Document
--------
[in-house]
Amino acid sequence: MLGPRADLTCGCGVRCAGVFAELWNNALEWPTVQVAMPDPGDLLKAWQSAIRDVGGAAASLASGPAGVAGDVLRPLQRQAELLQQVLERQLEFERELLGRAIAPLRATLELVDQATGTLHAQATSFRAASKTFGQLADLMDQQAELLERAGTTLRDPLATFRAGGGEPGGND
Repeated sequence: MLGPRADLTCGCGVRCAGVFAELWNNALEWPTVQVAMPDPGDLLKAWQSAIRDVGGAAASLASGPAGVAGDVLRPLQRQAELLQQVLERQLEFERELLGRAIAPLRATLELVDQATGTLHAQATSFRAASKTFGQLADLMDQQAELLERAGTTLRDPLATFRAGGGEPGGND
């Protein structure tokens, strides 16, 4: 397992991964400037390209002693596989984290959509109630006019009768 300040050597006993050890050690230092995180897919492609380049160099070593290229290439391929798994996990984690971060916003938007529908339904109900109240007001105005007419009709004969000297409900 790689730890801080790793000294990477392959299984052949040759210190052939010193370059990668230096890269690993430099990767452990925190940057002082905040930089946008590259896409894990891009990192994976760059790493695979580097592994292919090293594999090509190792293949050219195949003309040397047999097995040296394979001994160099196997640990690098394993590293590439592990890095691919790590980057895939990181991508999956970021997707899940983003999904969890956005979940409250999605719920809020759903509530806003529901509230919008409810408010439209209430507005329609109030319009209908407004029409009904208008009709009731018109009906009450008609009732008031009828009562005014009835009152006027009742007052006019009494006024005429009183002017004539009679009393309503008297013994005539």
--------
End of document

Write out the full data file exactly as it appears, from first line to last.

[in-house]
Amino acid sequence: MLGPRADLTCGCGVRCAGVFAELWNNALEWPTVQVAMPDPGDLLKAWQSAIRDVGGAAASLASGPAGVAGDVLRPLQRQAELLQQVLERQLEFERELLGRAIAPLRATLELVDQATGTLHAQATSFRAASKTFGQLADLMDQQAELLERAGTTLRDPLATFRAGGGEPGGND
Repeated sequence: MLGPRADLTCGCGVRCAGVFAELWNNALEWPTVQVAMPDPGDLLKAWQSAIRDVGGAAASLASGPAGVAGDVLRPLQRQAELLQQVLERQLEFERELLGRAIAPLRATLELVDQATGTLHAQATSFRAASKTFGQLADLMDQQAELLERAGTTLRDPLATFRAGGGEPGGND
């Protein structure tokens, strides 16, 4: 397992991964400037390209002693596989984290959509109630006019009768 300040050597006993050890050690230092995180897919492609380049160099070593290229290439391929798994996990984690971060916003938007529908339904109900109240007001105005007419009709004969000297409900 790689730890801080790793000294990477392959299984052949040759210190052939010193370059990668230096890269690993430099990767452990925190940057002082905040930089946008590259896409894990891009990192994976760059790493695979580097592994292919090293594999090509190792293949050219195949003309040397047999097995040296394979001994160099196997640990690098394993590293590439592990890095691919790590980057895939990181991508999956970021997707899940983003999904969890956005979940409250999605719920809020759903509530806003529901509230919008409810408010439209209430507005329609109030319009209908407004029409009904208008009709009731018109009906009450008609009732008031009828009562005014009835009152006027009742007052006019009494006024005429009183002017004539009679009393309503008297013994005539």